Just as the sap of the sugar maple is a valued item in the early spring, so its autumn foliage splendor is valued as it contributes to the beauty of our landscape.
Many observers believe that the most magnificent display of color in the kingdom of plants is the autumnal foliage of North America. The foliage of the sugar maples — now showing in various parts of the state clear yellow pigments, the richest crimson and brilliant burnt-orange — outdoes all the other trees.
The tree is among the best-known in eastern North America. Sugar maples are native from Nova Scotia to Minnesota, and south to northern Georgia and Arkansas. They grow in a variety of soil types but do best in deep, well-drained soils. They can live for 300 years and are the main component of the eastern deciduous forest, growing in Minnesota with basswood, ironwood, red oak, white oak and bitternut hickory.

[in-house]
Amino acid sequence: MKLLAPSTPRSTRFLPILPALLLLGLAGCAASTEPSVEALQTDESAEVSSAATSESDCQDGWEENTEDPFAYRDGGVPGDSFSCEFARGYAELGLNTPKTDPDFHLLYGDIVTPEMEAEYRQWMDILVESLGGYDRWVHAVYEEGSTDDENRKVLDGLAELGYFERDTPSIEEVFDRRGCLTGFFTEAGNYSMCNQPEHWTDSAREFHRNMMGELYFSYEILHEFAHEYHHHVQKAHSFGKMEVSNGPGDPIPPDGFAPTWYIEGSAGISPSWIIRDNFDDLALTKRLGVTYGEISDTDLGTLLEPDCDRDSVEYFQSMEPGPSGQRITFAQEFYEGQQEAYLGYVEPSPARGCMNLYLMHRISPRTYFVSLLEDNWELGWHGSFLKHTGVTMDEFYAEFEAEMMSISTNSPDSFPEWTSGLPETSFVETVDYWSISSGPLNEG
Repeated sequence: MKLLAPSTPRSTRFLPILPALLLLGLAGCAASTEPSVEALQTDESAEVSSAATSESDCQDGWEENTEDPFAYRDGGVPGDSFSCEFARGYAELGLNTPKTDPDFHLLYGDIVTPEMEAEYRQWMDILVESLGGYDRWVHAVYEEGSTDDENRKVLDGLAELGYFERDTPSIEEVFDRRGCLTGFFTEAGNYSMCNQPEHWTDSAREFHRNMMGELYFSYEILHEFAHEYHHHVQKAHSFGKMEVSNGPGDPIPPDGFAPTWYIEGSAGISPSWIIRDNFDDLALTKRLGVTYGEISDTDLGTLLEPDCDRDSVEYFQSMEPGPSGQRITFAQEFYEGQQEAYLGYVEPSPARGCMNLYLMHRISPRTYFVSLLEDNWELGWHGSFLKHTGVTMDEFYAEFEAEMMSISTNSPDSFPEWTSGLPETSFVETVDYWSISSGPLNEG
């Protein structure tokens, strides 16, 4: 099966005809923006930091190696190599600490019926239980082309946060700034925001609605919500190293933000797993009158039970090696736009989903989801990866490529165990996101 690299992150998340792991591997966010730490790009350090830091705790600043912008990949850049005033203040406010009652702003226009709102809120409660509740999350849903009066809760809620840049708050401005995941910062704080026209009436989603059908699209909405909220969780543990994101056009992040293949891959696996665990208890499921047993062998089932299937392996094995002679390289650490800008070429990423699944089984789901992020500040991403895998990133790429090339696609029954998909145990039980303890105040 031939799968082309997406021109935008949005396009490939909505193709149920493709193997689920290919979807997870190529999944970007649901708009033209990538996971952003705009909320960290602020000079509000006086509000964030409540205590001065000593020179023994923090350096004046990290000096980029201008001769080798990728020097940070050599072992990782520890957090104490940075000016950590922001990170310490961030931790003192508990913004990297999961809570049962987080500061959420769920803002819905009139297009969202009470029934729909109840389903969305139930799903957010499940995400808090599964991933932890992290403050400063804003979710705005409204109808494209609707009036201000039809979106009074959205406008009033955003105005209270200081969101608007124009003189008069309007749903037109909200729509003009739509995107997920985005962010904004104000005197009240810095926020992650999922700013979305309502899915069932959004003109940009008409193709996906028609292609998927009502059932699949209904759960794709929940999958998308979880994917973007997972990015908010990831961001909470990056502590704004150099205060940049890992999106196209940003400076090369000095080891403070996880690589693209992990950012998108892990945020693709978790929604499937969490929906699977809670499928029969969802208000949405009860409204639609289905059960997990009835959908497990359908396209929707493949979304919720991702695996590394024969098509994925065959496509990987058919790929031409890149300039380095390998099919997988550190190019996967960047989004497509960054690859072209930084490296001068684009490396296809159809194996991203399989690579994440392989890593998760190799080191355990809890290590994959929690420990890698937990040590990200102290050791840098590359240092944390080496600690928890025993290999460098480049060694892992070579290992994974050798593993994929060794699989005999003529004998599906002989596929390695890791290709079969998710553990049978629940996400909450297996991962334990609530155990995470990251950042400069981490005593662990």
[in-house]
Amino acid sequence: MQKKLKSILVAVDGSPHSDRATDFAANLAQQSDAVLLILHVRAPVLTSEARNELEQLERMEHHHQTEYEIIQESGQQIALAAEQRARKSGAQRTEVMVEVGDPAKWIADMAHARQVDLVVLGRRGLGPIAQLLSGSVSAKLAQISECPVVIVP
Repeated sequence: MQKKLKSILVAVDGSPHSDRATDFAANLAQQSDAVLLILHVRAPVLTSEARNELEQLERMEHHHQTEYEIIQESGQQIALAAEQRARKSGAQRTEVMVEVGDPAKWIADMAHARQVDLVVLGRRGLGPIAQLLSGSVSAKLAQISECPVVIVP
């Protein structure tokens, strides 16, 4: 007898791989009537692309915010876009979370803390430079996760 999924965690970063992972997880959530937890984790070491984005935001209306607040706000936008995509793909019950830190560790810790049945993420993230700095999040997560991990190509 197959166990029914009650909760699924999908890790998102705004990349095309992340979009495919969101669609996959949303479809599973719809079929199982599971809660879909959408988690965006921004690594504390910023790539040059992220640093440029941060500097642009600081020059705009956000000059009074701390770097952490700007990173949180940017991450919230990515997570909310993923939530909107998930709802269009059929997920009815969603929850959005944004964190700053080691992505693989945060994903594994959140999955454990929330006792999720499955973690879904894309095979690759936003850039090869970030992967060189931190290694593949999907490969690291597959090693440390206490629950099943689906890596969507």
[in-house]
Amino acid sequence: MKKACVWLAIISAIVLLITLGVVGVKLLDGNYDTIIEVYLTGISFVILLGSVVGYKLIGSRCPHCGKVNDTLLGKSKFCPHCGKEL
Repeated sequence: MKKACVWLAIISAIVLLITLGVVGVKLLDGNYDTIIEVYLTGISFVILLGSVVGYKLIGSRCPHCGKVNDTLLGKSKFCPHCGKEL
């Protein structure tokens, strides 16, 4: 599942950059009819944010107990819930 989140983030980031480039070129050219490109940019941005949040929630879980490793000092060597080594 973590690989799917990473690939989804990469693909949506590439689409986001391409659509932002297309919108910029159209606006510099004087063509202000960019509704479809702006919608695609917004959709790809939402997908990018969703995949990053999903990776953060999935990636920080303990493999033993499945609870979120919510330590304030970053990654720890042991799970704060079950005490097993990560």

Sugar maples are valuable to wildlife. Birds feed on their buds and flowers. The fruits in paired wings that “helicopter” to the ground are food. Squirrels eat the seeds, frequently storing them in caches. Birds often use the leaves and seed stalks in nest-building. Deer browse the twigs. Birds, squirrels and others use the trunk and multitude of branches for nesting.
Maple syrup and sugar can’t be forgotten. Indians who lived near the Great Lakes and the St. Lawrence River produced maple sugar and syrup from the trees long before Europeans arrived in North America.
Jim Gilbert taught and worked as a naturalist for 50 years.